The last time Tennessee and Oregon met on a football field, the Ducks cruised to an easy 48-13 win in Knoxville.
If margin of defeat is an indicator, the Vols are worse off than they were three years ago. Or the Ducks are exponentially better. One of the two.
Regardless, the No. 2 team in the country had little problem in disposing of their SEC opponents, passing over, through and around the Vols in a 59-14 win in Eugene. And yes, you heard that right: passing.
Marcus Mariota went 15-of-22 passing for 350 yards and three touchdowns… then came back out for the second half. “Super Mariota,” as UO officials like to refer to him, finished with 456 yards passing and five touchdowns — four passing, one rushing — as part of a Ducks’ offense that accounted for 687 yards of total offense.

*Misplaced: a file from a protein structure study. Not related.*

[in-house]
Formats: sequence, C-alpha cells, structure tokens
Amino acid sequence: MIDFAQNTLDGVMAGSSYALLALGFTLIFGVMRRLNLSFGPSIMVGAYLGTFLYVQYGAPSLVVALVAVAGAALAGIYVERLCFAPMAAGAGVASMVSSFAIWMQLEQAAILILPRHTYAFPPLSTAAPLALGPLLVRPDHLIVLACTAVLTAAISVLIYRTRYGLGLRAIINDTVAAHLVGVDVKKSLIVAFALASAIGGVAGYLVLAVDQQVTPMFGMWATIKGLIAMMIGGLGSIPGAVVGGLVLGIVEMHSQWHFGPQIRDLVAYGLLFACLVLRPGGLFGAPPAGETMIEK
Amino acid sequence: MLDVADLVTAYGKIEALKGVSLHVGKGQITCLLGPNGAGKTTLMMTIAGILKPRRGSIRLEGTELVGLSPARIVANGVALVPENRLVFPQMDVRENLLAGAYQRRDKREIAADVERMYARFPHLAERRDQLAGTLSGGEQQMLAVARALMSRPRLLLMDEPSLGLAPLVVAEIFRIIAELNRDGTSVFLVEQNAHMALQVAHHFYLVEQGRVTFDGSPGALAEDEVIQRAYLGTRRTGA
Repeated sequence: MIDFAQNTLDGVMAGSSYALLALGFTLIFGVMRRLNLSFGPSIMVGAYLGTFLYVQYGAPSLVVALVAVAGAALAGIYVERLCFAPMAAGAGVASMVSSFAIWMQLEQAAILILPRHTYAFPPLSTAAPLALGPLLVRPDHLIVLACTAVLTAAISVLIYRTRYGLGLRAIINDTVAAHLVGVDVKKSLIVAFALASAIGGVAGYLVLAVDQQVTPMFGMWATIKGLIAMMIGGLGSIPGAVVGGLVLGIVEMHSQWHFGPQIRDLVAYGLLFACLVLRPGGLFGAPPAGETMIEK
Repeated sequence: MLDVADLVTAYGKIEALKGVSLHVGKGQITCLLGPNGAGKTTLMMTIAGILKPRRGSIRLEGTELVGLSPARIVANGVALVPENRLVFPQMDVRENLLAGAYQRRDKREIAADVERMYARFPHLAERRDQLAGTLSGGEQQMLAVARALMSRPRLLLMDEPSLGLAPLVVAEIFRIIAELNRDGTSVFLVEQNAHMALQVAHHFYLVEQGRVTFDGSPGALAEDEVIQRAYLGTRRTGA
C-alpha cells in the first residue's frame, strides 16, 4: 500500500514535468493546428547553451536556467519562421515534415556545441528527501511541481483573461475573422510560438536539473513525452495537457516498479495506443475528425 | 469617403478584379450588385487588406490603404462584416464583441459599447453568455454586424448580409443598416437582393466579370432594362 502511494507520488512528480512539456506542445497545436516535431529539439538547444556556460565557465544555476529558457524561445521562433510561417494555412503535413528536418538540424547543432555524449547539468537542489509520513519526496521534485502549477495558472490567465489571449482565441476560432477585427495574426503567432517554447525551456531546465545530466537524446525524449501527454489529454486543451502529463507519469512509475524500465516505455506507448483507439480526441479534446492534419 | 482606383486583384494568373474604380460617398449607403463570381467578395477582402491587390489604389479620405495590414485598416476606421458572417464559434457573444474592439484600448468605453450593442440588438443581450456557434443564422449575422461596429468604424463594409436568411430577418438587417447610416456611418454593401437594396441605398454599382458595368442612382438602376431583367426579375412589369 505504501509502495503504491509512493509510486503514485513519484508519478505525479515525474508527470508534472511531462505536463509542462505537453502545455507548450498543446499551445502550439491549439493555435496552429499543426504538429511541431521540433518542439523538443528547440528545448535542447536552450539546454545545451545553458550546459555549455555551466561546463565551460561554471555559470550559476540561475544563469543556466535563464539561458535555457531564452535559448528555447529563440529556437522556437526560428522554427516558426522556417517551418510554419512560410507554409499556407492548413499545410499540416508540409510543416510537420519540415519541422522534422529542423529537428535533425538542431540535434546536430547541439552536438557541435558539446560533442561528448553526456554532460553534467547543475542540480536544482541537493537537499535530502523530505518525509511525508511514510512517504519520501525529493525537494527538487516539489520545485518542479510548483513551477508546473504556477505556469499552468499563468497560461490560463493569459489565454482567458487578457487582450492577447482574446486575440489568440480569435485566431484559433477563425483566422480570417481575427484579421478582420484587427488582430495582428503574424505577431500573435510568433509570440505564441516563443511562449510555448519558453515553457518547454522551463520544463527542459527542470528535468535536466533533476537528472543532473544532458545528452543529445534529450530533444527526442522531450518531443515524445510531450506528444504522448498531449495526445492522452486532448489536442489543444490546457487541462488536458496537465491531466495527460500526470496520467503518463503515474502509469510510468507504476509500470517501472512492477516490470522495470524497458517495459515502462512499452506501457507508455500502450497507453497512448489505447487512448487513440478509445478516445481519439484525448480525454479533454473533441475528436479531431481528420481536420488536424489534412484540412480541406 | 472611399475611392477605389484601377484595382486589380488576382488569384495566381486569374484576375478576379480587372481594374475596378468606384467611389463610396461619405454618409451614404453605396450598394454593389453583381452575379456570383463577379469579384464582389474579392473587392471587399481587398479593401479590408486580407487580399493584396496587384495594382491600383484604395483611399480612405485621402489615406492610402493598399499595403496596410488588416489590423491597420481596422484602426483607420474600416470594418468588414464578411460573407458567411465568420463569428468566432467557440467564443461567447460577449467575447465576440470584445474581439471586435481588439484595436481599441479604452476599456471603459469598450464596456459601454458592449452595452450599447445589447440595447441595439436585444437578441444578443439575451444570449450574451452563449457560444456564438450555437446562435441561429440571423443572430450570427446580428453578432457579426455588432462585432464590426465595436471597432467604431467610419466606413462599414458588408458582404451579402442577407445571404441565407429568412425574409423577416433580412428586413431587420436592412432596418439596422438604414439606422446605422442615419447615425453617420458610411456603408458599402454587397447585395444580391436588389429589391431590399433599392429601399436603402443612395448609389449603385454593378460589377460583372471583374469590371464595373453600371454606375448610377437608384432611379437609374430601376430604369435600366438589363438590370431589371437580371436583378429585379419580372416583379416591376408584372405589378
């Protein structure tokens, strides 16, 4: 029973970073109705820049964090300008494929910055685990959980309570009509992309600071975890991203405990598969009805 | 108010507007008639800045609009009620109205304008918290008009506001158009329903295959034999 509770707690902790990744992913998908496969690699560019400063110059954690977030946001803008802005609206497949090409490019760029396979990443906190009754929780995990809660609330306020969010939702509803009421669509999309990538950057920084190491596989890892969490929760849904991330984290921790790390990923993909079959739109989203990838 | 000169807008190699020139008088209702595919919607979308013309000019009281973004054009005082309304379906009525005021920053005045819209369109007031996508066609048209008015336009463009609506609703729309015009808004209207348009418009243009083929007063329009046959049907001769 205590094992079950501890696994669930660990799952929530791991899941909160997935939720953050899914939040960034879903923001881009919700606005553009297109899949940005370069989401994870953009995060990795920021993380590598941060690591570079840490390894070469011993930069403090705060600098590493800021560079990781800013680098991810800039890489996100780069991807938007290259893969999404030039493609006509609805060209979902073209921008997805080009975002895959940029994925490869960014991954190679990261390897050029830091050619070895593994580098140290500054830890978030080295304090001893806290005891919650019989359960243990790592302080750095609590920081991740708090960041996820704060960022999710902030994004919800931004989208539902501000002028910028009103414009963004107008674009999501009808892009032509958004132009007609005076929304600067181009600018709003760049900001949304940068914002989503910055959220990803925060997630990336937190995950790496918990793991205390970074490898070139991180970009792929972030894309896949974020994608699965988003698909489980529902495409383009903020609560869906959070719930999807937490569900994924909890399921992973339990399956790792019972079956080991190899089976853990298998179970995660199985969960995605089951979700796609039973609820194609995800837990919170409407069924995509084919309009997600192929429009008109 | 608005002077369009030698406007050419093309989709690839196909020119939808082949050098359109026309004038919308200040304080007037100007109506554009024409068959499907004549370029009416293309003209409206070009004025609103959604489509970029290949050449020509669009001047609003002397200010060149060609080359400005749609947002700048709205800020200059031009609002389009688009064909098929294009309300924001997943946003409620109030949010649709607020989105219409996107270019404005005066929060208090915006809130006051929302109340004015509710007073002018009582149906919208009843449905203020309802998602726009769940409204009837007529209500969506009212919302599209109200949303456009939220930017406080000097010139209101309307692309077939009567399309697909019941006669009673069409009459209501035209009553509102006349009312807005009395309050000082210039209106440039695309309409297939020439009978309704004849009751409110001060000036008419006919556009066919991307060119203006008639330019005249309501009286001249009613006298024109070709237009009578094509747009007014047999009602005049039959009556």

While it was “just” the Vols, the performance is yet another indication that Mariota should be a player in the Heisman discussion right now and on into the future.
The Ducks, at least for them, actually got off to a slow start for what was such an easy win. failing to score on their first two possessions. The first UO score didn’t come until 5:45 was left in the first quarter, and that was on a field goal after the Vols had taken a 7-0 lead. A touchdown two minutes later, though, opened the scoring floodgates as the Ducks tallied a total of 35 points in 17 minutes to close out the half and essentially put the game away.
All told, the Ducks ripped off the 59 unanswered points after falling behind by a touchdown in the middle of the first quarter and before a UT touchdown in the middle of the fourth quarter.
On the Vols’ side of the ledger, it was UT’s worst loss in the modern era and its most lopsided since Georgia Tech 1905 — the school’s fourth year as a football program.
After the Ducks had taken a commanding lead late in the first half, the Autzen Stadium student began chanting “We want Bama!”
If both teams continue on their current trajectories, the UO faithful may very well get their wish. Stanford and LSU, though, may have other plans.